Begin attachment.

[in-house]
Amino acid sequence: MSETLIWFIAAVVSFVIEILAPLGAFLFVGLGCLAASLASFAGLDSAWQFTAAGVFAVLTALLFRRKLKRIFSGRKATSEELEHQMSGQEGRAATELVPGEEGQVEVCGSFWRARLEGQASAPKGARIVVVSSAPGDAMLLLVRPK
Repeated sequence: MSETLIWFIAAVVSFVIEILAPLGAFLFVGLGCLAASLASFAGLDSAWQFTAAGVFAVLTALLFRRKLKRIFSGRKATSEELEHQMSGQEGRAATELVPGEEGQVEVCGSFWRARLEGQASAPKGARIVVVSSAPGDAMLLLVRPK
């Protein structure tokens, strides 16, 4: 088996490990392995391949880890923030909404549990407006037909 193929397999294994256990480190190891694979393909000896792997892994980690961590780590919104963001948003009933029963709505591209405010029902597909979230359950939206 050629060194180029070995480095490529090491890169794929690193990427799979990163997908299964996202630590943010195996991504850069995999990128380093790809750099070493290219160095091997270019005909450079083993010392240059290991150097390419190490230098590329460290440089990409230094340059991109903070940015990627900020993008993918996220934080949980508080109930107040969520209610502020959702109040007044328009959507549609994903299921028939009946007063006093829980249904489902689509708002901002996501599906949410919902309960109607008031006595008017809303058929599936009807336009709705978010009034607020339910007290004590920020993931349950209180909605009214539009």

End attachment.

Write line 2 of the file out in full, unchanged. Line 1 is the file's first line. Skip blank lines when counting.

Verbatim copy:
Amino acid sequence: MSETLIWFIAAVVSFVIEILAPLGAFLFVGLGCLAASLASFAGLDSAWQFTAAGVFAVLTALLFRRKLKRIFSGRKATSEELEHQMSGQEGRAATELVPGEEGQVEVCGSFWRARLEGQASAPKGARIVVVSSAPGDAMLLLVRPK